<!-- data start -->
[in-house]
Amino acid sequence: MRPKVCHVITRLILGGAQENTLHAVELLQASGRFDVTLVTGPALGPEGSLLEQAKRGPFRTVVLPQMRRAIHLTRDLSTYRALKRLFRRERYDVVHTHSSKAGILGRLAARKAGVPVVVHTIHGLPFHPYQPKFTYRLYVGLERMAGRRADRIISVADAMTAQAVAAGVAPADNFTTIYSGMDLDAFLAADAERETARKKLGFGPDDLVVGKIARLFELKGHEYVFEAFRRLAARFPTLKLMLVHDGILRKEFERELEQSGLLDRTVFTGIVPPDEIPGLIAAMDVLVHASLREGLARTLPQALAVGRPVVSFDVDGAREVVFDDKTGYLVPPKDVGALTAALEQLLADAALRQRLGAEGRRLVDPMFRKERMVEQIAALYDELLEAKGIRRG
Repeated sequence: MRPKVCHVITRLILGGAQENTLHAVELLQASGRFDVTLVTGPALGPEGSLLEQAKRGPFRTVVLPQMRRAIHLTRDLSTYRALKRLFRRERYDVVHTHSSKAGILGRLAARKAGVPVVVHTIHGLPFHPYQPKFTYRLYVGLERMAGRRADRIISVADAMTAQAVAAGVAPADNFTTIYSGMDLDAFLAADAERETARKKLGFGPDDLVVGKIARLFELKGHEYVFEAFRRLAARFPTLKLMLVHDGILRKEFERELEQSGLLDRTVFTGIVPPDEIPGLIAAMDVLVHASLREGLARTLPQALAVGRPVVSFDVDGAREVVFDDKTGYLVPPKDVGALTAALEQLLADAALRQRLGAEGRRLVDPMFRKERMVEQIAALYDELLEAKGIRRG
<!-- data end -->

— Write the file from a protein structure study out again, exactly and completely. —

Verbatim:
[in-house]
Amino acid sequence: MRPKVCHVITRLILGGAQENTLHAVELLQASGRFDVTLVTGPALGPEGSLLEQAKRGPFRTVVLPQMRRAIHLTRDLSTYRALKRLFRRERYDVVHTHSSKAGILGRLAARKAGVPVVVHTIHGLPFHPYQPKFTYRLYVGLERMAGRRADRIISVADAMTAQAVAAGVAPADNFTTIYSGMDLDAFLAADAERETARKKLGFGPDDLVVGKIARLFELKGHEYVFEAFRRLAARFPTLKLMLVHDGILRKEFERELEQSGLLDRTVFTGIVPPDEIPGLIAAMDVLVHASLREGLARTLPQALAVGRPVVSFDVDGAREVVFDDKTGYLVPPKDVGALTAALEQLLADAALRQRLGAEGRRLVDPMFRKERMVEQIAALYDELLEAKGIRRG
Repeated sequence: MRPKVCHVITRLILGGAQENTLHAVELLQASGRFDVTLVTGPALGPEGSLLEQAKRGPFRTVVLPQMRRAIHLTRDLSTYRALKRLFRRERYDVVHTHSSKAGILGRLAARKAGVPVVVHTIHGLPFHPYQPKFTYRLYVGLERMAGRRADRIISVADAMTAQAVAAGVAPADNFTTIYSGMDLDAFLAADAERETARKKLGFGPDDLVVGKIARLFELKGHEYVFEAFRRLAARFPTLKLMLVHDGILRKEFERELEQSGLLDRTVFTGIVPPDEIPGLIAAMDVLVHASLREGLARTLPQALAVGRPVVSFDVDGAREVVFDDKTGYLVPPKDVGALTAALEQLLADAALRQRLGAEGRRLVDPMFRKERMVEQIAALYDELLEAKGIRRG